I have only the vaguest recollection of camping, though I was a Scout for two years and a troop leader to boot. None of it was motivated by a love of nature. In my high school, one either joined the Scout Movement or enlisted in Citizens’ Army Training. Both groups wore green and tramped in the outdoors all day—proclivities that repelled my photophobic nature. But the Scouts tolerated rebellion far more than the Cadets, which was why in my junior year in high school, I found myself buying a sleeping bag and a box of mosquito repellant.
I was appointed troop leader in my senior year because my utter lack of survival skills meant that I possessed the natural ability to delegate responsibility. I couldn’t cook, sing, play guitar, dispense first aid or build tripods. To avoid the embarrassment of having a leader who couldn’t do anything except play despot, my troop designated me the official “knot-tier.”
(Besides the oath and the ten laws, all scouts learn the eight basic knots, the instructions to which are embedded in nursery rhymes involving rabbits jumping into holes and going around trees. I can only remember how to tie the square knot, the execution of which is captured by the wonderfully austere phrase, “right over left, left over right.” The fact that no cottontails are involved has likely contributed to its lasting impression on my memory.)
I remember little of what went on in the camps I attended, probably because there is little actual content to a camp. At bottom, camping is simply a rhythmic cycle of chores that involves, among other things: unpacking gear, pitching tents, building tripods, tying knots, gathering firewood, making fires, fetching water, cooking food, washing dishes—and tending to injuries suffered in attempts to do all of the above without the aids of civilization. Occasionally, one learns esoteric things like how to cook rice in Zest-O tetra packs, but for the most part, one is preoccupied with more prosaic tasks like learning how to open a tin of corned beef without an electric can opener.* (So how does one do it? Very very slowly.)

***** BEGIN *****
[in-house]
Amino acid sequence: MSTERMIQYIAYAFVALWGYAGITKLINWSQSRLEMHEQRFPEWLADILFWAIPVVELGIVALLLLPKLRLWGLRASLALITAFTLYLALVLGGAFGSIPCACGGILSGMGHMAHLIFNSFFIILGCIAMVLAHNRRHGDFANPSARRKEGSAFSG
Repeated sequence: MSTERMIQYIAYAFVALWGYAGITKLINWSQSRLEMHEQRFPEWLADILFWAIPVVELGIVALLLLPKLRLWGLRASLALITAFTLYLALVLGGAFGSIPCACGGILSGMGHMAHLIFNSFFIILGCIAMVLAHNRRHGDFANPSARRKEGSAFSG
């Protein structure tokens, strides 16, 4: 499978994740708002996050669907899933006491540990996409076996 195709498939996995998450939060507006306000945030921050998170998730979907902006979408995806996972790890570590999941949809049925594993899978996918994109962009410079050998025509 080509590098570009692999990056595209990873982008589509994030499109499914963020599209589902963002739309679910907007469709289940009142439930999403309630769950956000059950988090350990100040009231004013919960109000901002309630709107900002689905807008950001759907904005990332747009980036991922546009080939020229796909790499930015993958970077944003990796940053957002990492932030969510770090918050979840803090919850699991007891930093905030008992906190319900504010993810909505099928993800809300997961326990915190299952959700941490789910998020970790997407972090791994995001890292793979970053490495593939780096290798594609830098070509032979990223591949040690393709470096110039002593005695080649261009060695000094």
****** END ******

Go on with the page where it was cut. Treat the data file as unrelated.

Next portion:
In hindsight, there is something awkwardly charming about an assortment of girls braving the outdoors in thin green cotton dresses and black leather shoes. It is also faintly moronic, given that few other items of clothing can possibly be as ill-suited to roughing it out. But my friends and I seem to have managed, despite the sheer audacity and impracticality of the entire affair. My recollections, though vague, seem oddly happy: marching in circles around the green; telling ghost stories around the campfire; sleeping five to a tent on a rocky patch of mountain; waking to the knobby feel of roots between the shoulder blades; and, of course, greeting the morning sun with an off-key chorus mumbled far more than sung.
Few childhood memories can survive the withering scrutiny of adult recollection. It’s just as well then that I barely remember my camping days.
* To this day, the survival value of cooking rice in Zest-O tetra packs continues to escape me. Heaven forbid that I be stranded on a desert island with only a clay pot for assistance.